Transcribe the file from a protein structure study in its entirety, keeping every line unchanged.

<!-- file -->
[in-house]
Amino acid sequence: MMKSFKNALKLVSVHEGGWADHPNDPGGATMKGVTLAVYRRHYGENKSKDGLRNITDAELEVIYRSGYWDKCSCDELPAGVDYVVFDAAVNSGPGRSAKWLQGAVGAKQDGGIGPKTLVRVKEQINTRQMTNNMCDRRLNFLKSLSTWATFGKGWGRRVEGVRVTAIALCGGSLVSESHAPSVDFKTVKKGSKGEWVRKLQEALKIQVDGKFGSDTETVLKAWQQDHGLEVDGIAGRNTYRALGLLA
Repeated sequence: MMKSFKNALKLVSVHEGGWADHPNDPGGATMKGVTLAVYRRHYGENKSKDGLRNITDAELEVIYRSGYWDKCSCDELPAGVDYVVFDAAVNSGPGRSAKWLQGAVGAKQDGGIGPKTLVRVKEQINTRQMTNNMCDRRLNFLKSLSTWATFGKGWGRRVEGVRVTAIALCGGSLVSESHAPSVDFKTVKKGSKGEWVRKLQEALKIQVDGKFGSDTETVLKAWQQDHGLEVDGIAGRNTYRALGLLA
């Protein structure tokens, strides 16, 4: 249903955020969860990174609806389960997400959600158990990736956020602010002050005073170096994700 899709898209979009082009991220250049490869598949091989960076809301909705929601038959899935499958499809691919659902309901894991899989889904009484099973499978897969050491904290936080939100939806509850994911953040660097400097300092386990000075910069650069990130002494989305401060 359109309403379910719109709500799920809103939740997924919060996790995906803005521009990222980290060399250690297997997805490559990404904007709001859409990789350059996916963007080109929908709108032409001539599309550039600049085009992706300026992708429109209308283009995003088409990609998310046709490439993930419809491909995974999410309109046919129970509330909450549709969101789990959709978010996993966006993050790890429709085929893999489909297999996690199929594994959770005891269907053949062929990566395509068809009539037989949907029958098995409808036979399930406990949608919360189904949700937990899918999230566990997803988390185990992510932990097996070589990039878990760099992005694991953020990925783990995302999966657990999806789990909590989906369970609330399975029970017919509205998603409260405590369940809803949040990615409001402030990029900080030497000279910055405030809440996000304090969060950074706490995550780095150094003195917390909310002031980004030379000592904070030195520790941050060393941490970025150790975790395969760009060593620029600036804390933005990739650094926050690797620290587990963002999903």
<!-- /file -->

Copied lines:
[in-house]
Amino acid sequence: MMKSFKNALKLVSVHEGGWADHPNDPGGATMKGVTLAVYRRHYGENKSKDGLRNITDAELEVIYRSGYWDKCSCDELPAGVDYVVFDAAVNSGPGRSAKWLQGAVGAKQDGGIGPKTLVRVKEQINTRQMTNNMCDRRLNFLKSLSTWATFGKGWGRRVEGVRVTAIALCGGSLVSESHAPSVDFKTVKKGSKGEWVRKLQEALKIQVDGKFGSDTETVLKAWQQDHGLEVDGIAGRNTYRALGLLA
Repeated sequence: MMKSFKNALKLVSVHEGGWADHPNDPGGATMKGVTLAVYRRHYGENKSKDGLRNITDAELEVIYRSGYWDKCSCDELPAGVDYVVFDAAVNSGPGRSAKWLQGAVGAKQDGGIGPKTLVRVKEQINTRQMTNNMCDRRLNFLKSLSTWATFGKGWGRRVEGVRVTAIALCGGSLVSESHAPSVDFKTVKKGSKGEWVRKLQEALKIQVDGKFGSDTETVLKAWQQDHGLEVDGIAGRNTYRALGLLA
């Protein structure tokens, strides 16, 4: 249903955020969860990174609806389960997400959600158990990736956020602010002050005073170096994700 899709898209979009082009991220250049490869598949091989960076809301909705929601038959899935499958499809691919659902309901894991899989889904009484099973499978897969050491904290936080939100939806509850994911953040660097400097300092386990000075910069650069990130002494989305401060 359109309403379910719109709500799920809103939740997924919060996790995906803005521009990222980290060399250690297997997805490559990404904007709001859409990789350059996916963007080109929908709108032409001539599309550039600049085009992706300026992708429109209308283009995003088409990609998310046709490439993930419809491909995974999410309109046919129970509330909450549709969101789990959709978010996993966006993050790890429709085929893999489909297999996690199929594994959770005891269907053949062929990566395509068809009539037989949907029958098995409808036979399930406990949608919360189904949700937990899918999230566990997803988390185990992510932990097996070589990039878990760099992005694991953020990925783990995302999966657990999806789990909590989906369970609330399975029970017919509205998603409260405590369940809803949040990615409001402030990029900080030497000279910055405030809440996000304090969060950074706490995550780095150094003195917390909310002031980004030379000592904070030195520790941050060393941490970025150790975790395969760009060593620029600036804390933005990739650094926050690797620290587990963002999903």